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I have a bunch of commands I would like to execute in parallel. The commands are nearly identical. They can be expected to take about the same time, and can run completely independently. They may look like:

command -n 1 > log.1
command -n 2 > log.2
command -n 3 > log.3
...
command -n 4096 > log.4096

I could launch all of them in parallel in a shell script, but the system would try to load more than strictly necessary to keep the CPU(s) busy (each task takes 100% of one core until it has finished). This would cause the disk to thrash and make the whole thing slower than a less greedy approach to execution.

The best approach is probably to keep about n tasks executing, where n is the number of available cores.

I am keen not to reinvent the wheel. This problem has already been solved in the Unix make program (when used with the -j n option). I was wondering if perhaps it was possible to write generic Makefile rules for the above, so as to avoid the linear-size Makefile that would look like:

all: log.1 log.2 ...
log.1:
        command -n 1 > log.1
log.2:
        command -n 2 > log.2
...

If the best solution is not to use make but another program/utility, I am open to that as long as the dependencies are reasonable (make was very good in this regard).

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5 Answers 5

up vote 3 down vote accepted

See pattern rules

Another way, if this is the single reason why you need make, is to use -n and -P options of xargs.

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echo {1..1024} | xargs -n 1 -P 4 echo giving 1 3 2 5 4 ... (bash 3) seems about what I want. I did not think about it at the time, but I may also write n sequential scripts for slices 1..N/n, N/n+1..2N/n, ... as long as the slices average out to the same time (it's not a given). –  Pascal Cuoq Nov 5 '10 at 16:10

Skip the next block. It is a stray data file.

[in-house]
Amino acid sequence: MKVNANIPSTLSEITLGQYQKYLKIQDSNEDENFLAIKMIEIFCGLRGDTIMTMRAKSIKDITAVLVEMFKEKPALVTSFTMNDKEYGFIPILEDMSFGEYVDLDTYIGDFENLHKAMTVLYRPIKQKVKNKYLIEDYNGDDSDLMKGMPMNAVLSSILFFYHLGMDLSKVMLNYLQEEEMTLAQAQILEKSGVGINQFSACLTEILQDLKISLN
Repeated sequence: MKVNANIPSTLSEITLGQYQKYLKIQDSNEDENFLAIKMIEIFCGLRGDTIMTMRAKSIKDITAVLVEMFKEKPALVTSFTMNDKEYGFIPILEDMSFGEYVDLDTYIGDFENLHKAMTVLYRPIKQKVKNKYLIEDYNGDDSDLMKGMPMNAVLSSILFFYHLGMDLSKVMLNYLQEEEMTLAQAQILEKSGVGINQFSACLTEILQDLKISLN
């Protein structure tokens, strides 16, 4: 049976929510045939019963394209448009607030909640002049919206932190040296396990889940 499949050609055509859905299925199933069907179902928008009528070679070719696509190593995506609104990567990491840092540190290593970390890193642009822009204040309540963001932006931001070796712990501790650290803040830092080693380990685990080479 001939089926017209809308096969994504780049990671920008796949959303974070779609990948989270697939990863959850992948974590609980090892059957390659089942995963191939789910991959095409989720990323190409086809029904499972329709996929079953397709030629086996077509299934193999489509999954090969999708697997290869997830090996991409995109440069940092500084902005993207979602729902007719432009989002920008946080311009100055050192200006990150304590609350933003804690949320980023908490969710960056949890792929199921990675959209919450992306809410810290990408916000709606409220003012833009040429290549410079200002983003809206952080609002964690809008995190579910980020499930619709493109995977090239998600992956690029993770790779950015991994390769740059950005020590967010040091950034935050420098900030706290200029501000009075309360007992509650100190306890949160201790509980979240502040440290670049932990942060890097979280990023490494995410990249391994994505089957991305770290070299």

First the easy part. As Roman Cheplyaka points out, pattern rules are very useful:

LOGS = log.1 log.2 ... log.4096
all: $(LOGS)

log.%:
    command -n $* > log.$*

The tricky part is creating that list, LOGS. Make isn't very good at handling numbers. The best way is probably to call on the shell. (You may have to adjust this script for your shell-- shell scripting isn't my strongest subject.)

NUM_LOGS = 4096

LOGS = $(shell for ((i=1 ; i<=$(NUM_LOGS) ; ++i)) ;  do  echo log.$$i ; done)
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Hello, thanks for your help. Bash 3 has the pattern {1..1024} that can probably be taken advantage of for the second part. –  Pascal Cuoq Nov 5 '10 at 16:14

xargs -P is the "standard" way to do this. Note depending on disk I/O you may want to limit to spindles rather than cores. If you do want to limit to cores note the new nproc command in recent coreutils.

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In my case I could fit the entire inputs and outputs of the tasks in a ramdisk if I needed to, but thanks for introducing me to the notion of "spindle". –  Pascal Cuoq Nov 5 '10 at 16:25

Here is more portable shell code that does not depend on brace expansion:

LOGS := $(shell seq 1 1024)

Note the use of := to define a more efficient variable: the simply expanded "flavor".

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With GNU Parallel you would write:

parallel command -n {} ">" log.{} ::: {1..4096}

10 second installation:

(wget -O - pi.dk/3 || curl pi.dk/3/ || fetch -o - http://pi.dk/3) | bash

Learn more: http://www.gnu.org/software/parallel/parallel_tutorial.html https://www.youtube.com/playlist?list=PL284C9FF2488BC6D1

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